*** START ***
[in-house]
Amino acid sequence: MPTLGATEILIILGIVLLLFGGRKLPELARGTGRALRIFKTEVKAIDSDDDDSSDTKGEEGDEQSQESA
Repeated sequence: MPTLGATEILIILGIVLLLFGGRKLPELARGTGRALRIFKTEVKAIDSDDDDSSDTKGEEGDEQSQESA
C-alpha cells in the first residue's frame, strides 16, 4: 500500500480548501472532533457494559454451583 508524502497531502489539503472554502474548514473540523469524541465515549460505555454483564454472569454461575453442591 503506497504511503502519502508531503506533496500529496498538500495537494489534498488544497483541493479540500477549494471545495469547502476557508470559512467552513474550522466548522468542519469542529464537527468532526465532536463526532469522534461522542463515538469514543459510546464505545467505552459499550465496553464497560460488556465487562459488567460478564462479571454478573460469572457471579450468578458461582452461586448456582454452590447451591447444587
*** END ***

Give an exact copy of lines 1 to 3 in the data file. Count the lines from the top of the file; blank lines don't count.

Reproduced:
[in-house]
Amino acid sequence: MPTLGATEILIILGIVLLLFGGRKLPELARGTGRALRIFKTEVKAIDSDDDDSSDTKGEEGDEQSQESA
Repeated sequence: MPTLGATEILIILGIVLLLFGGRKLPELARGTGRALRIFKTEVKAIDSDDDDSSDTKGEEGDEQSQESA